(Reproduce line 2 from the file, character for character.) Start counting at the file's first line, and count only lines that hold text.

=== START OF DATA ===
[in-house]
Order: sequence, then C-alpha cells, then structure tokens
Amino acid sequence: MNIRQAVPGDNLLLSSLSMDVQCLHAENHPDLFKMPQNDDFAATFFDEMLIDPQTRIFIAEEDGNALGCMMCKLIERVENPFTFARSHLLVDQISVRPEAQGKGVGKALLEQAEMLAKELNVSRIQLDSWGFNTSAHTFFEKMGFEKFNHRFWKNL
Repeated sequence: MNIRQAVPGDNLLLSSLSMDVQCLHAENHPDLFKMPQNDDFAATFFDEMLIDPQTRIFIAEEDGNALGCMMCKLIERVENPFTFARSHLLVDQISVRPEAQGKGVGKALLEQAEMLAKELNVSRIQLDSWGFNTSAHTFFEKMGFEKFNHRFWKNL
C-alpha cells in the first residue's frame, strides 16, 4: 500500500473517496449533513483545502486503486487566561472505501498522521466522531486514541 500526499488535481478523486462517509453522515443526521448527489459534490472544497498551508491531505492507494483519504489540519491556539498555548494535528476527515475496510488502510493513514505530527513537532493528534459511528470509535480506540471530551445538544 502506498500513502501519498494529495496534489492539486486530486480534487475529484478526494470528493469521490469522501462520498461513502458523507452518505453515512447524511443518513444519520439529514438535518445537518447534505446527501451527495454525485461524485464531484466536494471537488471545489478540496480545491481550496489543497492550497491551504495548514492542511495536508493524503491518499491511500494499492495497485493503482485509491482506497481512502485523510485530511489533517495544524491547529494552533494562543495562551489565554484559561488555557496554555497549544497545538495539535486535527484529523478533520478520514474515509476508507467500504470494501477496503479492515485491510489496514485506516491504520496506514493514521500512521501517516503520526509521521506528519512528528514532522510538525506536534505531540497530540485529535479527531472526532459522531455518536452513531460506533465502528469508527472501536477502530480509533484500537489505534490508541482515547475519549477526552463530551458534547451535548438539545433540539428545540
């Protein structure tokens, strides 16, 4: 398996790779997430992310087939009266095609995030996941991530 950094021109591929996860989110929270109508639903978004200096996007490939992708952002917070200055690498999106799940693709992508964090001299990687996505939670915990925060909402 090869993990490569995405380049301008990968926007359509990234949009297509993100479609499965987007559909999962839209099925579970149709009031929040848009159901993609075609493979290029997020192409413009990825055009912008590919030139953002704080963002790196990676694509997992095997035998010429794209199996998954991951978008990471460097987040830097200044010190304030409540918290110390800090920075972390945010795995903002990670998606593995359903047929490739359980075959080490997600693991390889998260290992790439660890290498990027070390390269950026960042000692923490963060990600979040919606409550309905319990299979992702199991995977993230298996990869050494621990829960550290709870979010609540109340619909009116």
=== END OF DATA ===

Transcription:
Order: sequence, then C-alpha cells, then structure tokens